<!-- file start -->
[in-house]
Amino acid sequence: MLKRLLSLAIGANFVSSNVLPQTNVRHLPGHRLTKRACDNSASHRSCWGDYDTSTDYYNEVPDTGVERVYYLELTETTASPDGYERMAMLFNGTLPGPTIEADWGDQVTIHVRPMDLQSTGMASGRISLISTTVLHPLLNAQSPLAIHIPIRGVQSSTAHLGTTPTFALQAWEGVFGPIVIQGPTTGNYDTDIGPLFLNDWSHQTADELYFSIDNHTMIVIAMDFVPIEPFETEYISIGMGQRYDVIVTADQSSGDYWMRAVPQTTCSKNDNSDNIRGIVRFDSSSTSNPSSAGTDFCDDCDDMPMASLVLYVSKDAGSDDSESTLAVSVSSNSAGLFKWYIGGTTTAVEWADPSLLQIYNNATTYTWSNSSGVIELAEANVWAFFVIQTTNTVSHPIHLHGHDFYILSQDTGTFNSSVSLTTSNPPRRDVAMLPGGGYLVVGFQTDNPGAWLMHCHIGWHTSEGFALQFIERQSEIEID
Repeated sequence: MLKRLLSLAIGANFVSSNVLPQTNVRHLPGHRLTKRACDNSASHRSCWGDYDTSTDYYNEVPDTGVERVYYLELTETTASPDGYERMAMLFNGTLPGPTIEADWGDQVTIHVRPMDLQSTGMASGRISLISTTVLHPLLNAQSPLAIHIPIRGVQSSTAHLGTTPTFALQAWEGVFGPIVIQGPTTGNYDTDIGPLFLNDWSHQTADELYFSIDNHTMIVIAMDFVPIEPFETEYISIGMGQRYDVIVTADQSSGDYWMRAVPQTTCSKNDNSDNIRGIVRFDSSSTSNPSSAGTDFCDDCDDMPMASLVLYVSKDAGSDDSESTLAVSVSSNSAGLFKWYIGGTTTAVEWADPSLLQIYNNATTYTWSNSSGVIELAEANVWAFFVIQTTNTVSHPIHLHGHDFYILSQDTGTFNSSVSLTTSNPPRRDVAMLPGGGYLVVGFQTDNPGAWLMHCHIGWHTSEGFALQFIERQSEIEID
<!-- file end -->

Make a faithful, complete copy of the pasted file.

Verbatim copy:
[in-house]
Amino acid sequence: MLKRLLSLAIGANFVSSNVLPQTNVRHLPGHRLTKRACDNSASHRSCWGDYDTSTDYYNEVPDTGVERVYYLELTETTASPDGYERMAMLFNGTLPGPTIEADWGDQVTIHVRPMDLQSTGMASGRISLISTTVLHPLLNAQSPLAIHIPIRGVQSSTAHLGTTPTFALQAWEGVFGPIVIQGPTTGNYDTDIGPLFLNDWSHQTADELYFSIDNHTMIVIAMDFVPIEPFETEYISIGMGQRYDVIVTADQSSGDYWMRAVPQTTCSKNDNSDNIRGIVRFDSSSTSNPSSAGTDFCDDCDDMPMASLVLYVSKDAGSDDSESTLAVSVSSNSAGLFKWYIGGTTTAVEWADPSLLQIYNNATTYTWSNSSGVIELAEANVWAFFVIQTTNTVSHPIHLHGHDFYILSQDTGTFNSSVSLTTSNPPRRDVAMLPGGGYLVVGFQTDNPGAWLMHCHIGWHTSEGFALQFIERQSEIEID
Repeated sequence: MLKRLLSLAIGANFVSSNVLPQTNVRHLPGHRLTKRACDNSASHRSCWGDYDTSTDYYNEVPDTGVERVYYLELTETTASPDGYERMAMLFNGTLPGPTIEADWGDQVTIHVRPMDLQSTGMASGRISLISTTVLHPLLNAQSPLAIHIPIRGVQSSTAHLGTTPTFALQAWEGVFGPIVIQGPTTGNYDTDIGPLFLNDWSHQTADELYFSIDNHTMIVIAMDFVPIEPFETEYISIGMGQRYDVIVTADQSSGDYWMRAVPQTTCSKNDNSDNIRGIVRFDSSSTSNPSSAGTDFCDDCDDMPMASLVLYVSKDAGSDDSESTLAVSVSSNSAGLFKWYIGGTTTAVEWADPSLLQIYNNATTYTWSNSSGVIELAEANVWAFFVIQTTNTVSHPIHLHGHDFYILSQDTGTFNSSVSLTTSNPPRRDVAMLPGGGYLVVGFQTDNPGAWLMHCHIGWHTSEGFALQFIERQSEIEID